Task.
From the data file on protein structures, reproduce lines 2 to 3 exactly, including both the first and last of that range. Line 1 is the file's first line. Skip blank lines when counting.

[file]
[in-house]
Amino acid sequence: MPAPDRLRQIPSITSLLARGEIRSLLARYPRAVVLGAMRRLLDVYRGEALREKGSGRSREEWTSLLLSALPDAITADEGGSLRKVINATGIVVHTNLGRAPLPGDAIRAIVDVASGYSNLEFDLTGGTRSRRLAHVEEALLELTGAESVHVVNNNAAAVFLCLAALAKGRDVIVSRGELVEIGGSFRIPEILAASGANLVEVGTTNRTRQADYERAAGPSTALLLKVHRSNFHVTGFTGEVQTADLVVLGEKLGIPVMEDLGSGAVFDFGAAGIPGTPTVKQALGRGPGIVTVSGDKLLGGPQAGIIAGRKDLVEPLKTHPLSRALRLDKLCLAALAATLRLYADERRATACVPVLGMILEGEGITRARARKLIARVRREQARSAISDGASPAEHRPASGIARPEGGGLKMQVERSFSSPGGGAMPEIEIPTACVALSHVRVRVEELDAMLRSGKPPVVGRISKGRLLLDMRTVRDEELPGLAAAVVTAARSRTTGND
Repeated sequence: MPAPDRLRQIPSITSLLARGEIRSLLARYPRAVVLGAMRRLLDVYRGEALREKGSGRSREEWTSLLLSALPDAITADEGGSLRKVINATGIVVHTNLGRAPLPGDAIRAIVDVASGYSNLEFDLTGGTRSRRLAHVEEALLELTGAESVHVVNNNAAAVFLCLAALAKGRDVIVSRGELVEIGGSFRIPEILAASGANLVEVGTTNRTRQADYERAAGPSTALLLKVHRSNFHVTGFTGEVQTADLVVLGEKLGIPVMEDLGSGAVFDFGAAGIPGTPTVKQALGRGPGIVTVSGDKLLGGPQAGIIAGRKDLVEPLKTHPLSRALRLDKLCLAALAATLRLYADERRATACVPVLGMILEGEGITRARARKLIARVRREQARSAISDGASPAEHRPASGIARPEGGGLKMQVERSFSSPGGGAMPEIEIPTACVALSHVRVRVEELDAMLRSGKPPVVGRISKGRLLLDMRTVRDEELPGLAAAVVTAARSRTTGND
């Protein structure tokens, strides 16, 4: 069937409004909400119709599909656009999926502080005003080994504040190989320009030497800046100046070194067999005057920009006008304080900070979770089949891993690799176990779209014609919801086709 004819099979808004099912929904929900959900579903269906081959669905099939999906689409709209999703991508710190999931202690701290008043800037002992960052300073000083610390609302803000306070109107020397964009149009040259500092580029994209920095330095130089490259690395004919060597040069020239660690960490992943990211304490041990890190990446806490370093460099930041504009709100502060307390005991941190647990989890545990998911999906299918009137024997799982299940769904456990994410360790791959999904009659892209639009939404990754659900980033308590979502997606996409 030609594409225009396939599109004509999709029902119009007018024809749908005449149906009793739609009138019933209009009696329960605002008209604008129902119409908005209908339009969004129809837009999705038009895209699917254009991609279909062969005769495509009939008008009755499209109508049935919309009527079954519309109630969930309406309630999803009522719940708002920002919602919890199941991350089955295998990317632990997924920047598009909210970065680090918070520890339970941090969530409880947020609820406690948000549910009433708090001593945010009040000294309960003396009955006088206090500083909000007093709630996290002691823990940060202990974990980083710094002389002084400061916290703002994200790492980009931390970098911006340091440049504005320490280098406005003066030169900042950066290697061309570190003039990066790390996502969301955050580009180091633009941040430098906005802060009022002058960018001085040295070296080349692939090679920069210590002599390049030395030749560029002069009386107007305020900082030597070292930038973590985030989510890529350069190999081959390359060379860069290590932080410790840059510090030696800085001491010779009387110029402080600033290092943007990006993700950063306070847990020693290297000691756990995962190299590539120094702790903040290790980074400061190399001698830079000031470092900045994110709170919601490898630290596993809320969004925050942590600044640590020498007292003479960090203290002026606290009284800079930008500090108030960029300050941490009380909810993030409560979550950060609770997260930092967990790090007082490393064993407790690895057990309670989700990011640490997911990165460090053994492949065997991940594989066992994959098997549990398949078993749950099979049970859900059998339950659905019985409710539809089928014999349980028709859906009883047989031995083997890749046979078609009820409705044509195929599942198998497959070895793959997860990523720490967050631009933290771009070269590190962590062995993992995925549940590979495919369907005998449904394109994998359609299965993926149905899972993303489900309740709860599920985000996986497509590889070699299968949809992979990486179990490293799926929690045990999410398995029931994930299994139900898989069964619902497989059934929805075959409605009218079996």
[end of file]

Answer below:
Amino acid sequence: MPAPDRLRQIPSITSLLARGEIRSLLARYPRAVVLGAMRRLLDVYRGEALREKGSGRSREEWTSLLLSALPDAITADEGGSLRKVINATGIVVHTNLGRAPLPGDAIRAIVDVASGYSNLEFDLTGGTRSRRLAHVEEALLELTGAESVHVVNNNAAAVFLCLAALAKGRDVIVSRGELVEIGGSFRIPEILAASGANLVEVGTTNRTRQADYERAAGPSTALLLKVHRSNFHVTGFTGEVQTADLVVLGEKLGIPVMEDLGSGAVFDFGAAGIPGTPTVKQALGRGPGIVTVSGDKLLGGPQAGIIAGRKDLVEPLKTHPLSRALRLDKLCLAALAATLRLYADERRATACVPVLGMILEGEGITRARARKLIARVRREQARSAISDGASPAEHRPASGIARPEGGGLKMQVERSFSSPGGGAMPEIEIPTACVALSHVRVRVEELDAMLRSGKPPVVGRISKGRLLLDMRTVRDEELPGLAAAVVTAARSRTTGND
Repeated sequence: MPAPDRLRQIPSITSLLARGEIRSLLARYPRAVVLGAMRRLLDVYRGEALREKGSGRSREEWTSLLLSALPDAITADEGGSLRKVINATGIVVHTNLGRAPLPGDAIRAIVDVASGYSNLEFDLTGGTRSRRLAHVEEALLELTGAESVHVVNNNAAAVFLCLAALAKGRDVIVSRGELVEIGGSFRIPEILAASGANLVEVGTTNRTRQADYERAAGPSTALLLKVHRSNFHVTGFTGEVQTADLVVLGEKLGIPVMEDLGSGAVFDFGAAGIPGTPTVKQALGRGPGIVTVSGDKLLGGPQAGIIAGRKDLVEPLKTHPLSRALRLDKLCLAALAATLRLYADERRATACVPVLGMILEGEGITRARARKLIARVRREQARSAISDGASPAEHRPASGIARPEGGGLKMQVERSFSSPGGGAMPEIEIPTACVALSHVRVRVEELDAMLRSGKPPVVGRISKGRLLLDMRTVRDEELPGLAAAVVTAARSRTTGND